Discussion of Calyceal diverticulum
- AKA "Pyelocalyceal diverticulum"
- Calyceal diverticulum is a relatively uncommon cyst-like lesion, often discovered incidentally during ultrasound examination of the kidneys.
- Calyceal diverticulum is a urine-containing cavity within the renal parenchyma, communicating with the collecting system through a narrow channel.
- Two types are identified:
- One is related to a minor calyx and usually located in the upper pole
- Other is connected with the pelvis or a major calyx in the central portion of the kidney.
- The majority of calyceal diverticulum are small and asymptomatic, and do not require any treatment.
- Calyceal diverticulua may rarely cause urinary tract infection, renal colic, pyuria, hematuria or hypertension.
- Mobile calculi and milk of calcium are characteristic findings in calyceal diverticulum.
 Imaging Findings for Calyceal diverticulum
- Ultrasound examination suggests the diagnosis of calyceal diverticulum and it has a variable appearance.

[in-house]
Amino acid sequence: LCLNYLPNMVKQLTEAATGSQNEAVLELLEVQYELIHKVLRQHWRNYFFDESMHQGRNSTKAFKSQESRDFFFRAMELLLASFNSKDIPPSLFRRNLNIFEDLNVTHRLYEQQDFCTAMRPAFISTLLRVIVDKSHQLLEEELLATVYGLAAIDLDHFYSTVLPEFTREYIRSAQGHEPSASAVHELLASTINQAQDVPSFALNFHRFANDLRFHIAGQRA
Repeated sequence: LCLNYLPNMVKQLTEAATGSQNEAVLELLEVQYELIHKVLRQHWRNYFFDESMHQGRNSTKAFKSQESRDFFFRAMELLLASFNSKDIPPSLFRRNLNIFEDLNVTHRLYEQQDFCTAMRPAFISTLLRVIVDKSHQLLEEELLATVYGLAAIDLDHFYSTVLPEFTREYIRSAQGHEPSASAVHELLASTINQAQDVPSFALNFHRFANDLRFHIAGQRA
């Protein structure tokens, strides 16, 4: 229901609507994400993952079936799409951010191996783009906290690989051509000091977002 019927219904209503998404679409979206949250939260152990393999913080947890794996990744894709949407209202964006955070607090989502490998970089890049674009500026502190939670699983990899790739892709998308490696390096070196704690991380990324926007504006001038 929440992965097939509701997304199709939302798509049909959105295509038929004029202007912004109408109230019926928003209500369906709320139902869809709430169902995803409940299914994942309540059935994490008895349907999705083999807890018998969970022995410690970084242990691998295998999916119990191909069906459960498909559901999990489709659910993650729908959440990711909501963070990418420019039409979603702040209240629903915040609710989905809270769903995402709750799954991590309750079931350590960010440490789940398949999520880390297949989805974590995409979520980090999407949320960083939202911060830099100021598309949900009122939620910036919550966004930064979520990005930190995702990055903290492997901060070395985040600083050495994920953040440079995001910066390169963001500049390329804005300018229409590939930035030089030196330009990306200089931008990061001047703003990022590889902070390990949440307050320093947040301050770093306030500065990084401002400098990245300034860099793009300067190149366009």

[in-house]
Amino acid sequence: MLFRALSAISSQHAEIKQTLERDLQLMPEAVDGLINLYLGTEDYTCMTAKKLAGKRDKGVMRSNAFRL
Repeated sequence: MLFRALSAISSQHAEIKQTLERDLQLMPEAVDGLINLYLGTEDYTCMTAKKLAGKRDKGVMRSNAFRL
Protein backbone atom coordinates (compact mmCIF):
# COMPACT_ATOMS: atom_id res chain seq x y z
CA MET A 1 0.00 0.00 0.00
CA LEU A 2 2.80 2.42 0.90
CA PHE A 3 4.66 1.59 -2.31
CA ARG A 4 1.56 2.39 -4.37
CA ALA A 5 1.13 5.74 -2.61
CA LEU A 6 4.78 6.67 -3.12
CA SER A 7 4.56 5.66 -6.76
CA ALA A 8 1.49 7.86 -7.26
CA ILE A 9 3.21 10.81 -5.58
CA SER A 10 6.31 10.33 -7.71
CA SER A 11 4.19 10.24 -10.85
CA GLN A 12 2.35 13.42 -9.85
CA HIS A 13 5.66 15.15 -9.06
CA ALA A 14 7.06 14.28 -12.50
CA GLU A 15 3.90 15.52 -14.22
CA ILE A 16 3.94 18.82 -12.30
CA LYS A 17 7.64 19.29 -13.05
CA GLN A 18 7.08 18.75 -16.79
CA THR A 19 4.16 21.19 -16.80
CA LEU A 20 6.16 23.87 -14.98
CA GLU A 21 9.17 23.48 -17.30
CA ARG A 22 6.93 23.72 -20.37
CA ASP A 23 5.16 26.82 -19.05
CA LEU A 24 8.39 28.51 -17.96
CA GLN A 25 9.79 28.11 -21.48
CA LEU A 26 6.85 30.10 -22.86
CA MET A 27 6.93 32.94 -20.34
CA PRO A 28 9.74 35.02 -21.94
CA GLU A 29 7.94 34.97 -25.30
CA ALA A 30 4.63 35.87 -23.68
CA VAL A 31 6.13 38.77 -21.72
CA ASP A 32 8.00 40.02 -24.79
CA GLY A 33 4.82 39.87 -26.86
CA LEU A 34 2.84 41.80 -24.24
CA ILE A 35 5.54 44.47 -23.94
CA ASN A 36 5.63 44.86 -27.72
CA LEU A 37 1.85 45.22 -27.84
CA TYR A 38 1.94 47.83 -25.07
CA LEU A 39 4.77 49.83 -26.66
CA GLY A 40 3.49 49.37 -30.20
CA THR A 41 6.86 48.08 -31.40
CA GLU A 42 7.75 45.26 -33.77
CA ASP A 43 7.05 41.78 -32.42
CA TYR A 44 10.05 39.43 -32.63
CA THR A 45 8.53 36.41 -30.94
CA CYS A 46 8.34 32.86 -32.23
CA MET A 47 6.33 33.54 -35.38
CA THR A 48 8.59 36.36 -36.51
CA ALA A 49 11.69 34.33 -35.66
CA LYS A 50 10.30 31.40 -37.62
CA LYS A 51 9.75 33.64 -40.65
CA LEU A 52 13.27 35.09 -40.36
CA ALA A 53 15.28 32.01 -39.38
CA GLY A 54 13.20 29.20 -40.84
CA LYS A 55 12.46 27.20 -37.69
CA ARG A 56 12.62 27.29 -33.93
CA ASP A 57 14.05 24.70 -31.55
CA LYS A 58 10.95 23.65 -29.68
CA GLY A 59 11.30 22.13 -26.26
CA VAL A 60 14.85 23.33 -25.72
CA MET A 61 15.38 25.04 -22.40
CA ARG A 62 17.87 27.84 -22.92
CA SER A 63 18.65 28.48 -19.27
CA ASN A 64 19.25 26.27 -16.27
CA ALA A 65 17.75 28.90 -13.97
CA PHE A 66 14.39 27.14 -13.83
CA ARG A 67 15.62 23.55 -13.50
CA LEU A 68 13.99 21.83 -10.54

- The diverticulum may appear as a cyst-like lesion, indistinguishable from a simple cyst.
- Recognition of mobile echogenic material within such a cyst-like structure is considered characteristic of milk of calcium. A cyst-like mass with milk of calcium is presumed to be a calyceal diverticulum.
- CT has an important role in the presence of a complicated cystic mass diagnosed by US without the characteristic features of calyceal diverticulum.
- The demonstration of the layering of contrast medium on delayed images is pathognomonic of these lesions.
- The patency of the diverticulum is demonstrated by the gradual opacification on delayed images.
 External Links
- Rathaus, V, Konen, O, Werner, M, Shapiro Feinberg, M, Grunebaum, M, Zissin, R. Pyelocalyceal diverticulum: the imaging spectrum with emphasis on the ultrasound features. Br J Radiol 2001 74: 595-601.